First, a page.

He said to date they have spent close to 4 million Pula on staff development in which around 60 staff members have taken advantage of this policy and have upgraded their qualifications.
Matebesi also stressed out that: “as a university we naturally have to give importance to higher qualified staff and hence we have put in place a strong staff development policy whereby any staff member wishing to study further any programme relevant to the institution will be fully supported.”
In justifying the contentious move, Matebesi went to state that they have matured from a college to become a fully-fledged university and many of their programmes have over the years evolved away from shorter programmes such as Certificate and Diplomas to become Degree programmes. He explained further that: “hence some staff members have been found to have qualifications below the minimum requirements.”
Although many employees are continually being chopped off in the reduction of the university expenditure, the Botho University spokesperson maintained that where possible they have tried their best to reassign staff to other administrative or support roles.
Other private institutions notably Limkokwing University have been also enforced to take similar belt-tightening measures as a result of shrunk government sponsored student intake and in the process dismissed some employees at the institution.
In addition, others also have been hit hard comprising Boitekanelo College which sacked even its Vice Chancellor and other staff employees earlier this year. Other private universities facing a similar predicament includes ABM University College, Gaborone Institute of Professional Studies (GIPS), Baisago University among others.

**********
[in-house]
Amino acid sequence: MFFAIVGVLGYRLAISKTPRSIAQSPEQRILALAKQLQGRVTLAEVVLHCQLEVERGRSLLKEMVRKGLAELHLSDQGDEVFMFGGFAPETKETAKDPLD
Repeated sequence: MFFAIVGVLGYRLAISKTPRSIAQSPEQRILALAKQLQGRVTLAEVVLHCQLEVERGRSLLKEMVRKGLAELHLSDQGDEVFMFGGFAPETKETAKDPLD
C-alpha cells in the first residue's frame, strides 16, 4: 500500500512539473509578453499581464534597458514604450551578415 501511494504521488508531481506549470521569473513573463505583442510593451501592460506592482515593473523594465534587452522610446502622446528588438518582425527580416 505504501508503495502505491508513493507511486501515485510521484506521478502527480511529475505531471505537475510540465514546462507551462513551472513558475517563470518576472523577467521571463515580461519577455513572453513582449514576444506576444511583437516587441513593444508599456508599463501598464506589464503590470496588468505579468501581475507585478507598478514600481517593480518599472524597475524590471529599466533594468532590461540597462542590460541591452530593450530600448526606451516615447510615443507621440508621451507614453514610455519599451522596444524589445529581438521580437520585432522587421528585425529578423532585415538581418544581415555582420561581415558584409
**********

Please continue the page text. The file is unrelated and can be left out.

The Botswana Democratic Party (BDP) Central Committee (CC) meeting, chaired by President Dr Mokgweetsi Masisi late last month, resolved that the party’s next Secretary-General (SG) should be a full-time employee based at Tsholetsa House and not active in politics.
The resolution by the CC, which Masisi proposed, is viewed as a ploy to deflate the incumbent, Mpho Balopi’s political ambitions and send him into political obscurity. The two have not been on good terms since the 2019 elections, and the fallout has been widening despite attempts to reconcile them. In essence, the BDP says that Balopi, who is currently a Member of Parliament, Minister of Employment, Labour Productivity and Skills Development, and a businessman, is overwhelmed by the role.
The Botswana Defence Force (BDF)-Namibians fatal shooting tragedy Inquest has revealed through autopsy report that the BDF carried over 800 bullets for the mission, 32 of which were discharged towards the targets, and 19 of which hit the targets.
This would mean that 13 bullets missed the targets-in what would be a 60 percent precision rate for the BDF operation target shooting. The Autopsy report shows that Martin Nchindo was shot with five (4) bullets, Ernst Nchindo five (5) bullets, Tommy Nchindo five (5) bullets and Sinvula Munyeme five (5) bullets. From the seven (7) BDF soldiers that left the BDF camp in two boats, four (4) fired the shots that killed the Namibians.
The former Minister of Foreign Affairs and International Cooperation, Pelonomi Venson-Moitoi’s decision to apply for the positions of United Nations Special Representative of the Secretary-General (SRSG) and their deputies (DSRSG), has left the government confused over whether to lend her support or not, WeekendPost has established.
Moitoi’s application follows the Secretary-General’s launch of the third edition of the Global Call for Heads and Deputy Heads of United Nations Field Missions, which aims to expand the pool of candidates for the positions of SRSG) and their deputies to advance gender parity and geographical diversity at the most senior leadership level in the field. These mission leadership positions are graded at the Under-Secretary-General and Assistant Secretary-General levels.